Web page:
• The MPPT optimizer 725 is a DC/DC convertor. Examples of DC/DC convertor include but are not limited to buck boost regulators, charge pumps, and switching regulators. In one embodiment of the present invention, the MPPT optimizer 725 is a buck boost switching regulator. The MPPT optimizer 725 includes an input terminal A and an output terminal B. The input terminal A feeds a first voltage across the solar panel to the MPPT optimizer 725. An external microprocessor determines the second current. Further, the external microprocessor determines a second voltage. If the second voltage is applied across the terminal P and the terminal N, the second current flows though system 700 as the load current. The MPPT optimizer 725 generates a third voltage at the output terminal B. The third voltage is equal to the difference between the first voltage and the second voltage. The third voltage adds to the first voltage and causes the voltage across terminals P and N to be equal to the second voltage. As a result, the second peak current flows through the system 700 as the load current. As a result, the MPPT optimizer 725 optimizes power generation in solar panels.
  • In one exemplary illustration of the present invention, the first photovoltaic module P0 705 generates 5 amperes (A) and 10 volts (V), and a group of photovoltaic modules 710, 715, and 720 generate 10 A and 10 volts (V) each. Voltage across the system 700 is 40 V. The plurality of photovoltaic modules 705, 710, 715, and 720 are connected in series. As a result, the plurality of photovoltaic modules 705, 710, 715, 720 is forced to carry 5 A and hence power generated is low. The fly-back transformer 730 supplies 5 A at 10 V to the first photovoltaic module P0 705. The fly-back transformer 730 effectively delivers 50 Watts of power to the first photovoltaic module P0 705, thereby increasing the current through the first photovoltaic module 705 to 10 A. However, the fly-back transformer 730 derives the 50 watts of power from the solar panel. Hence, the load current flowing through the solar panel reduces to 8.75 A. Thus, the plurality of photovoltaic modules 705, 710, 715, 720 carry 8.75 A and the power generated increases. The system 700 causes a mismatch when connected in series with a string of solar panels where each solar panels in the string generates 10 A. To alleviate the mismatch, the MPPT optimizer 725 supplies a negative voltage of 5 V in series with voltage across the plurality of photovoltaic modules 705, 710, 715, and 720. The addition of −5 V causes the voltage across system 700 to drop to 35 V, thereby increasing current flowing through the system 700 to 10 A. As a result, the MPPT optimizer 725 alleviates the mismatch in the string.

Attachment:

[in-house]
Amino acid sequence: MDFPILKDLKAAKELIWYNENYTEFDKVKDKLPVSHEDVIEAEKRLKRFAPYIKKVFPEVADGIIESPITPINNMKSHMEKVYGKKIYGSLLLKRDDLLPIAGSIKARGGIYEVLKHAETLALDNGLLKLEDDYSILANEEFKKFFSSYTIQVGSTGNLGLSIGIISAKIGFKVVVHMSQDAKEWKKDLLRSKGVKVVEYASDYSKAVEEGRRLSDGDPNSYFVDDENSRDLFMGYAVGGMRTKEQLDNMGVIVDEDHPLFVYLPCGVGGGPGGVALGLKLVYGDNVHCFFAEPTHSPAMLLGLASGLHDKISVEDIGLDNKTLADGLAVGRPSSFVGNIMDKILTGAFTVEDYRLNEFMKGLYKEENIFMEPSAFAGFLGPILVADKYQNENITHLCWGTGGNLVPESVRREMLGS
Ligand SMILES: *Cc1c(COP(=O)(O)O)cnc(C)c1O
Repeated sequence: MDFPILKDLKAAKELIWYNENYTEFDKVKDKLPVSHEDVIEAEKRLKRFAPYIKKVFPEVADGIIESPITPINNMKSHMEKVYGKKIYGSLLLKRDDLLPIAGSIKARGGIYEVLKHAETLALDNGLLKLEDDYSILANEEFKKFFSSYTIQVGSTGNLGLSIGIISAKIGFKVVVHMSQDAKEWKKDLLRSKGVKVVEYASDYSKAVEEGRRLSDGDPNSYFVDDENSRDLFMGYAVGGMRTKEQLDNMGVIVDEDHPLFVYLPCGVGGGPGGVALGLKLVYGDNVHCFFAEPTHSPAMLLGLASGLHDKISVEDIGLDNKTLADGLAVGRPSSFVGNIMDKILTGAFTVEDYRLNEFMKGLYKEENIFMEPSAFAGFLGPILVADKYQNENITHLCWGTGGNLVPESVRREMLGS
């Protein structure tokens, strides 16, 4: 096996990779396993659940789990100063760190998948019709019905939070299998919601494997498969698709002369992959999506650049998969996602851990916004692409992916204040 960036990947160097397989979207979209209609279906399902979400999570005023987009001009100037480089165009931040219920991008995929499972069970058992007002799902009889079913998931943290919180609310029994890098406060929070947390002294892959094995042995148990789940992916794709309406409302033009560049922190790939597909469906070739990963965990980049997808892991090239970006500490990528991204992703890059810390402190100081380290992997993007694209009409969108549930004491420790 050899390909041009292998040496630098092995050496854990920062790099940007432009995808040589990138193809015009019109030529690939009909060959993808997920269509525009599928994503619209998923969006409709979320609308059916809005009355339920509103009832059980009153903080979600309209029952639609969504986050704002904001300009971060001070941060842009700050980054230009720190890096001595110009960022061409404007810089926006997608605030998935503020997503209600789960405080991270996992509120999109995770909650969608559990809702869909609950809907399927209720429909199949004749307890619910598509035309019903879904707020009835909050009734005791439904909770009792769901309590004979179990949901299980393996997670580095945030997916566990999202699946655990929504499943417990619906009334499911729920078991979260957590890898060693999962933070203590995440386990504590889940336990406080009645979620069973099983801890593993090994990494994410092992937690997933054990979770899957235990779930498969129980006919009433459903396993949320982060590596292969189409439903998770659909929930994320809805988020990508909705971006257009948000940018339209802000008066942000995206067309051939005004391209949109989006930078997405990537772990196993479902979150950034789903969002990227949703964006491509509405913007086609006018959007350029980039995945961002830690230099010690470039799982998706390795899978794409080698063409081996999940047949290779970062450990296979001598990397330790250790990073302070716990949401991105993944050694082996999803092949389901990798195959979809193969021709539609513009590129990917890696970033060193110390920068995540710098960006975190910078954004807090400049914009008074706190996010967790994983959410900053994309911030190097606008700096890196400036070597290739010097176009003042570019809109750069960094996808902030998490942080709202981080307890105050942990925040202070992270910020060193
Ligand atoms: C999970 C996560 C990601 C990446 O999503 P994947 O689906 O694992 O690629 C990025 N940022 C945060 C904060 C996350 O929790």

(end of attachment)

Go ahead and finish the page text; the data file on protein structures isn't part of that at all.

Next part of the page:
• In one embodiment of the present invention, the fly back transformer 730 is referred as a first DC-to-DC converter. The first DC-to-DC converter includes input terminals coupled to a load and output terminals coupled to each solar panel in a string of solar panels. The DC-to-DC converter is operable to supply a compensatory power for compensating a drop in a peak current arising due to shading of one or more solar panels in the string of solar panels. The first DC-to-DC converter includes a 4:1 transformer. The 4:1 transformer includes a primary coil coupled to the load via one or more switches and a secondary coil configured as four electrically isolated outputs. Each of the four electrically isolated outputs includes a capacitor and a diode switch. Each of the four electrically isolated outputs is coupled to the solar panel.
  • Further, the MPPT optimizer 725 is a second DC-to-DC converter coupled to the first Dc-to-DC converter. The second DC-to-DC converter is operable as one of a voltage adder and a voltage subtractor. The second DC-to-DC converter generates a compensatory voltage for compensating a drop in a load current arising due to panel mismatch among the string of solar panels. The second DC-to-DC converter adds a negative voltage in series to a voltage across the string of solar panels, if voltage across the string of solar panels Vsolarpanel is greater than voltage Vload across the load.